11. Regular Expressions • If x and y are regular expressions, then xy is a regular expression • It represents the set of all strings made from first a string described by x then a string described by y If x={a,ab} and y={c,d} then xy ={ac,ad,abc,abd}. • If x and y are regular expressions, then xy is a regular expression • It represents the set of strings described by either x or y If x={a,ab} and y={c,d} then x y={a,ab,c,d}

  12. Regular Expressions • If x is a regular expression, then so is (x) • It represents the same thing as x • If x is a regular expression, then so is x* • It represents strings made from concatenating zero or more strings from x If x = {a,ab} then x* ={“”,a,ab,aa,aab,abab,aaa,aaab,…} •  • It represents {“”}, set containing the empty string

  13. Example Regular Expressions • (01)*1 • The set of all strings of 0’s and 1’s ending in 1, {1, 01, 11,…} • a*b(a*) • The set of all strings of a’s and b’s with exactly one b • ((01) (10))* • You tell me • Regular expressions (equivalently, regular grammars) important for lexing, breaking strings into recognized words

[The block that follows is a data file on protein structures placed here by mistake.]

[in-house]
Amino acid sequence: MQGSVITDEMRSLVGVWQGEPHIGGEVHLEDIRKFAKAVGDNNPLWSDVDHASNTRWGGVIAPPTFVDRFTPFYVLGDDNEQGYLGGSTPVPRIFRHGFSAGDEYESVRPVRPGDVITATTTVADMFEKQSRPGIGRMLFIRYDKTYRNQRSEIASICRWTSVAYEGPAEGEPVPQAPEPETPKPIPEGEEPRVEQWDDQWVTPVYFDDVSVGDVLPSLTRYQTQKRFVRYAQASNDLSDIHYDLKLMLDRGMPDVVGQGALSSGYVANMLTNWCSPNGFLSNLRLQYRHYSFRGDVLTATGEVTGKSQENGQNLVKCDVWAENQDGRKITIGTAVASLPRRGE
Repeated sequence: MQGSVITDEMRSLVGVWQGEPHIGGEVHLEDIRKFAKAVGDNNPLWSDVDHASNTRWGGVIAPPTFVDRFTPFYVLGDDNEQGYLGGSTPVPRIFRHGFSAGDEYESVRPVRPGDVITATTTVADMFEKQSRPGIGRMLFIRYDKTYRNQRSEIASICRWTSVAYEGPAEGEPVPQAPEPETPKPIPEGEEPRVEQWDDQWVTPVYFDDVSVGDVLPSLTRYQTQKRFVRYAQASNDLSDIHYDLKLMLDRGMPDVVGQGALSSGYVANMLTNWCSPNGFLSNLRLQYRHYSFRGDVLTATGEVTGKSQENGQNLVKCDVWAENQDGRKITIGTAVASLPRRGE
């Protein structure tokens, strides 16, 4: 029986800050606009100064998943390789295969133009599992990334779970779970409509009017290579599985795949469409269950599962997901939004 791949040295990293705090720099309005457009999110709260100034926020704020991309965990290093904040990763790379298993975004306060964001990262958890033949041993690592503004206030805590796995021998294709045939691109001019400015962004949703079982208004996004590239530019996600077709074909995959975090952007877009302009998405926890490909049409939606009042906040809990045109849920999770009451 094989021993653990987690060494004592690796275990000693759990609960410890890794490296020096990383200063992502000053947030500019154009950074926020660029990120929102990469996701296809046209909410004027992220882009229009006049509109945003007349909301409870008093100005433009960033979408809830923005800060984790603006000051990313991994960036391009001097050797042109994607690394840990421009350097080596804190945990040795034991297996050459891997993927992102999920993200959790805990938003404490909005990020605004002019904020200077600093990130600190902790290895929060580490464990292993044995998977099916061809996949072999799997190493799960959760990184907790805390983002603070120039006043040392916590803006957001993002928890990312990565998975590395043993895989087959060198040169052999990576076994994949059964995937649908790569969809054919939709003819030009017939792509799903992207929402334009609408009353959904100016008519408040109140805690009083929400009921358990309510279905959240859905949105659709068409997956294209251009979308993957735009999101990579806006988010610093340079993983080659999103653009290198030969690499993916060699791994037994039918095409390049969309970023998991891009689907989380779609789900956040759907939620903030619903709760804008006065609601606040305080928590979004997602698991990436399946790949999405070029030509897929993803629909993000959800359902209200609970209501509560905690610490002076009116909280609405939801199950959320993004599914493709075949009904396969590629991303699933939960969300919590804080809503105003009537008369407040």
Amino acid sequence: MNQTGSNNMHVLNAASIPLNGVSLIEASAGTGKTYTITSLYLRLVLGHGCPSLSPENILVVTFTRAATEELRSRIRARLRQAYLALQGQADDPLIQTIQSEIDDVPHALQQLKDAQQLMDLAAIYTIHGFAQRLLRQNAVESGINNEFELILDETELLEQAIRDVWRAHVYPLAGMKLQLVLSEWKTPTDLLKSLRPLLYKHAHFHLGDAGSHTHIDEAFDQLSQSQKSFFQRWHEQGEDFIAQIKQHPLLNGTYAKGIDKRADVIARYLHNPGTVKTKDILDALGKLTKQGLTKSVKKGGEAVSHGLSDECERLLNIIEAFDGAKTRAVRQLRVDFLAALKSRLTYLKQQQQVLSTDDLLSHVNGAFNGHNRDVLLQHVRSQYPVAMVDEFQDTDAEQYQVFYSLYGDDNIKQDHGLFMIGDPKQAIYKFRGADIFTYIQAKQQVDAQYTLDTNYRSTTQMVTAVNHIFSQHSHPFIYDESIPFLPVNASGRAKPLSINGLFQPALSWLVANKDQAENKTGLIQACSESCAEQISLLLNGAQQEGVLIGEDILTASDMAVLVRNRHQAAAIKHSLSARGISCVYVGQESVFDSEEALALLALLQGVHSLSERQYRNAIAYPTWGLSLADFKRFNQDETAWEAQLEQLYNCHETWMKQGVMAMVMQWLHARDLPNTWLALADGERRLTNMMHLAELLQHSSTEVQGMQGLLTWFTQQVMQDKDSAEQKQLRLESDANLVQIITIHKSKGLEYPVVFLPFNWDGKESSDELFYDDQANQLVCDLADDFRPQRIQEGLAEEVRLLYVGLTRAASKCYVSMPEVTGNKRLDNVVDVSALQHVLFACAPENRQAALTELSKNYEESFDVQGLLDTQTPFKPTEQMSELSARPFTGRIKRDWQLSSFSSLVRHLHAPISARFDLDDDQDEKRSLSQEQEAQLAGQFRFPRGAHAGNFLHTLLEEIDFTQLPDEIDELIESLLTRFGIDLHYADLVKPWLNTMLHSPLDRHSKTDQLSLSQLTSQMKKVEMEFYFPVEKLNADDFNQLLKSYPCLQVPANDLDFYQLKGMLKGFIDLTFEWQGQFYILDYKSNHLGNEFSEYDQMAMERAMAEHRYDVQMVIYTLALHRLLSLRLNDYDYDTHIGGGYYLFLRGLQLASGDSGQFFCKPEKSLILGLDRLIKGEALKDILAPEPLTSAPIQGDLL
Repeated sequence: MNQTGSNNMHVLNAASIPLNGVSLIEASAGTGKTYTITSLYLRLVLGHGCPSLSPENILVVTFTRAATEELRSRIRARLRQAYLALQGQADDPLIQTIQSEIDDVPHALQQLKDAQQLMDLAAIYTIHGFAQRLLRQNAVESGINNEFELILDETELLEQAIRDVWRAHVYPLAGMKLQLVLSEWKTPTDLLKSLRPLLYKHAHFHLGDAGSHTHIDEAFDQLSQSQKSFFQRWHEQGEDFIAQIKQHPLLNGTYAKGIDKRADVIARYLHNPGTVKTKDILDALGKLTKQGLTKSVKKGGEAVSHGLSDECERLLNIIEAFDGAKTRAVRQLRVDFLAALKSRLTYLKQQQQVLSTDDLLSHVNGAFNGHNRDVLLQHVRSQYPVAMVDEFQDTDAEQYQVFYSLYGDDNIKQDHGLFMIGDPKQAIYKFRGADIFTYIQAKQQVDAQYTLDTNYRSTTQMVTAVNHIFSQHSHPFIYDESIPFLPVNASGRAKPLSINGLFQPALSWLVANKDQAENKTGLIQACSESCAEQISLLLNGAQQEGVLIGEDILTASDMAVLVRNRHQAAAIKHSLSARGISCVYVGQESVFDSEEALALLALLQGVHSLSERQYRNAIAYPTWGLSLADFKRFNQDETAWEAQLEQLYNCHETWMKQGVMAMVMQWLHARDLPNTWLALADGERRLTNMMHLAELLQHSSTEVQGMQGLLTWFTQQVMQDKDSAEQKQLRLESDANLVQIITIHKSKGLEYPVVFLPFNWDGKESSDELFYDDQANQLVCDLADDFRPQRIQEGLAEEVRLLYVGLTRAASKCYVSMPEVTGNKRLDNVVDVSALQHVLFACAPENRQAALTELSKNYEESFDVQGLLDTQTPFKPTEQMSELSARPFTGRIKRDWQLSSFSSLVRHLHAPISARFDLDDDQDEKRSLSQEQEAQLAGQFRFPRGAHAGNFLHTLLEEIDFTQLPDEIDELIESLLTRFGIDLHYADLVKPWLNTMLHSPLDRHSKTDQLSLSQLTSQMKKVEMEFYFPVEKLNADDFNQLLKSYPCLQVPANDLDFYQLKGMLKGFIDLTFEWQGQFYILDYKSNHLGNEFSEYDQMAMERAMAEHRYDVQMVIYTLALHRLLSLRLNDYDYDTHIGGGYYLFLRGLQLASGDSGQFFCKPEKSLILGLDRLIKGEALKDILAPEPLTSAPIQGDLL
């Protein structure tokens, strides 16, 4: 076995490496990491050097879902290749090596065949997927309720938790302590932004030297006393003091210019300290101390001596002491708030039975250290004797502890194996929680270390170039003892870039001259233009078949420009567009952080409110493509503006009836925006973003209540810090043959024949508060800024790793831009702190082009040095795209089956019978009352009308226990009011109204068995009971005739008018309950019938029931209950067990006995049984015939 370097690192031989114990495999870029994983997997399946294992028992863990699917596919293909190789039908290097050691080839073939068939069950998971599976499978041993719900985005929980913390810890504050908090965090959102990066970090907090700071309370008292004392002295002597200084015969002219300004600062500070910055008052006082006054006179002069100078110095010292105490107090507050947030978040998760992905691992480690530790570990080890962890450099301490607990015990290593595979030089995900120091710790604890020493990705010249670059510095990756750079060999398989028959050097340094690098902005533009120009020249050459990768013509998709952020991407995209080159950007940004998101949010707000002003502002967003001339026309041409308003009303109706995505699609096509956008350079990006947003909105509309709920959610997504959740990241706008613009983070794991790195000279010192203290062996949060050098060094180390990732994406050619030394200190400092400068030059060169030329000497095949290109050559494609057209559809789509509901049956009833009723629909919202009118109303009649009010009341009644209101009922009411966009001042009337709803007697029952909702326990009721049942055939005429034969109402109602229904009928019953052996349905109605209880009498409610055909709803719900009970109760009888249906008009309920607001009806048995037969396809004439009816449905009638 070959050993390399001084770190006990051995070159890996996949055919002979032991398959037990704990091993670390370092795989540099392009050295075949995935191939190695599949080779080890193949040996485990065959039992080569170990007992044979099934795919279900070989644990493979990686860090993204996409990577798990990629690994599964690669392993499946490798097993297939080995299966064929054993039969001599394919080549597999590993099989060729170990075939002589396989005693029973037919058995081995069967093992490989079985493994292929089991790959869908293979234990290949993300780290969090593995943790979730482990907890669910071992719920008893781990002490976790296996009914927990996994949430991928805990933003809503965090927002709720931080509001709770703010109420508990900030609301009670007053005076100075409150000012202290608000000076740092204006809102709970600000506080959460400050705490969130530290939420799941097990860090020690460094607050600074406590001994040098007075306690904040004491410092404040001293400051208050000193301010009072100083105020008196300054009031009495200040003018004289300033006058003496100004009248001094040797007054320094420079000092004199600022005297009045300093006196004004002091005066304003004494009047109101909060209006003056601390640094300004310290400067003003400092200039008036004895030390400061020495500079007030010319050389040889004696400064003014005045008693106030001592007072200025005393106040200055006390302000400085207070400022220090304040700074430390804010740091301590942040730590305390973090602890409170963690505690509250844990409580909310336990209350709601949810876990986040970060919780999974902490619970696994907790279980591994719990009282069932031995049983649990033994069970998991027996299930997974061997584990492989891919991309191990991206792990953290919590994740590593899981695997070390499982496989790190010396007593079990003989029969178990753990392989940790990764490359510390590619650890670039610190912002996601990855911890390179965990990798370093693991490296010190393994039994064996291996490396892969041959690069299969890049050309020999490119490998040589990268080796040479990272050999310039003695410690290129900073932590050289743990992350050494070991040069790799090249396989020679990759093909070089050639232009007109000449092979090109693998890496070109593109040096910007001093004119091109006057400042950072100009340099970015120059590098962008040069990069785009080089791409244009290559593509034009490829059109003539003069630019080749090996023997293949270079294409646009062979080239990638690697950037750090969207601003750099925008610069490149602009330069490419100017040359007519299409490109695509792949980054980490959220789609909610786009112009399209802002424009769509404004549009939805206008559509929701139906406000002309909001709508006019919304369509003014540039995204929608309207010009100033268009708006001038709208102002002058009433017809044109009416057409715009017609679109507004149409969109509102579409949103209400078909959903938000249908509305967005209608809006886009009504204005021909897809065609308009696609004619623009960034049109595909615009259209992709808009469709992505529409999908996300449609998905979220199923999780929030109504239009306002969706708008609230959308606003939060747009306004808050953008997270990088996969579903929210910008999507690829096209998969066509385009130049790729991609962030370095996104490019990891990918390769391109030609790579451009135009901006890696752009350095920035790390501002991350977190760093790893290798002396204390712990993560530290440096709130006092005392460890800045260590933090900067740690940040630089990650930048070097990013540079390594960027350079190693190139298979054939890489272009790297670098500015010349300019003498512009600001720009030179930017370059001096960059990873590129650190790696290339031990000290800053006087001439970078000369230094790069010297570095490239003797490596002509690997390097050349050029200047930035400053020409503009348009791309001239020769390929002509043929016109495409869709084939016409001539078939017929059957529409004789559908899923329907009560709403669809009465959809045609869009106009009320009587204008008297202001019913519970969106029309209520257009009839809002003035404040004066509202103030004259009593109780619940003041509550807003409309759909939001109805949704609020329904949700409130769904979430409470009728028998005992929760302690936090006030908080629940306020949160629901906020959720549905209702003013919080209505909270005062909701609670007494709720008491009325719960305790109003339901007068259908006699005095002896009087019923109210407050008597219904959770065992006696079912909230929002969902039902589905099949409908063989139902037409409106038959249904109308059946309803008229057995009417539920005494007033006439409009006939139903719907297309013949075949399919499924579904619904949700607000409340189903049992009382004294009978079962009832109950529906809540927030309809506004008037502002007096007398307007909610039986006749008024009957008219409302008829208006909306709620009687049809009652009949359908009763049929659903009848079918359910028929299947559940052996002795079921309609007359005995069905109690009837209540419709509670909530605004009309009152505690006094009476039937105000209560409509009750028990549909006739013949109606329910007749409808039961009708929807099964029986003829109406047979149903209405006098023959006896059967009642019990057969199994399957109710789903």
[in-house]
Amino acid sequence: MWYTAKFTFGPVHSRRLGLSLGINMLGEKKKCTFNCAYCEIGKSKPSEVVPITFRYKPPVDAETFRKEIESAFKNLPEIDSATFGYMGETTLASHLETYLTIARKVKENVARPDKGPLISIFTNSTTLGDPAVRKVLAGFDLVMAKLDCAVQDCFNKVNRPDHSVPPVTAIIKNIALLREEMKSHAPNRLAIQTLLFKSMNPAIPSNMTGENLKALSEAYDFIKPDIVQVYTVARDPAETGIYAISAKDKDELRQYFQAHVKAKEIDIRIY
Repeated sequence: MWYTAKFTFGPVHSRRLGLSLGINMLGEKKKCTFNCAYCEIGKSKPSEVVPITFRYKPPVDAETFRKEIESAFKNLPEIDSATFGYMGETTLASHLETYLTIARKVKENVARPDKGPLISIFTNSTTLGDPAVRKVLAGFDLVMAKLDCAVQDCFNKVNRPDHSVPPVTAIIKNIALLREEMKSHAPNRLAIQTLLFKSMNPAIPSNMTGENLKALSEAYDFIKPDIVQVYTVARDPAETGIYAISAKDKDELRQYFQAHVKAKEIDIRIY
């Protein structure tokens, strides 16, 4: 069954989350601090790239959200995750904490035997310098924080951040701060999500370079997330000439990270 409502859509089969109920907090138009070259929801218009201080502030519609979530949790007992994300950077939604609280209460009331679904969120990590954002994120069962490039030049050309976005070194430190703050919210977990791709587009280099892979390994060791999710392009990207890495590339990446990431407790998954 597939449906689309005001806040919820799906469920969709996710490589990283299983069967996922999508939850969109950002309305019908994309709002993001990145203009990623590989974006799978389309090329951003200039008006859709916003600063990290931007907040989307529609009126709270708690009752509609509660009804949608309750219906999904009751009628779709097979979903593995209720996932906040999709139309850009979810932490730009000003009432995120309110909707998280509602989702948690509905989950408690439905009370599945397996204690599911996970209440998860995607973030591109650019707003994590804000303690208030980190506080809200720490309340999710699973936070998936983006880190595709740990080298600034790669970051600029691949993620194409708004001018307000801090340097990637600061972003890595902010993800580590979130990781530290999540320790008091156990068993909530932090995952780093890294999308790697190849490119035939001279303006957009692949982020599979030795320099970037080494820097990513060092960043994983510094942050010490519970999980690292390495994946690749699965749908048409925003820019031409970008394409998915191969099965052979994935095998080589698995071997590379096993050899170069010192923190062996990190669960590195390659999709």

14. Example: Lexing • Regular expressions good for describing lexemes (words) in a programming language • Identifier= (a  b  …  z  A  B  …  Z) (a  b  …  z  A  B  …  Z  0  1  …  9)* • Digit = (0  1  …  9) • Number = 0  (1  …  9)(0  …  9)*  ~ (1  …  9)(0  …  9)* • Keywords: if = if, while = while,…

  15. Implementing Regular Expressions • Regular expressions reasonable way to generate strings in language • Not so good for recognizing when a string is in language • Problems with Regular Expressions • which option to choose, • how many repetitions to make • Answer: finite state automata

  16. Finite State Automata • A finite state automata over an alphabet is: • a directed graph • a finite set of states defined by the nodes • edges are labeled with elements of alphabet, or empty string; they define state transition • some nodes (or states), marked as final • one node marked as start state • Syntax of FSA

  17. Start State Example FSA 1 0 1 Final State 0 0 1 1 Final State 0

  18. Deterministic FSA’s • If FSA has for every state exactly one edge for each letter in alphabet then FSA is deterministic • No edge labeled with  • In general FSA in non-deterministic. • NFSA also allows edges labeled by  • Deterministic FSA special kind of non-deterministic FSA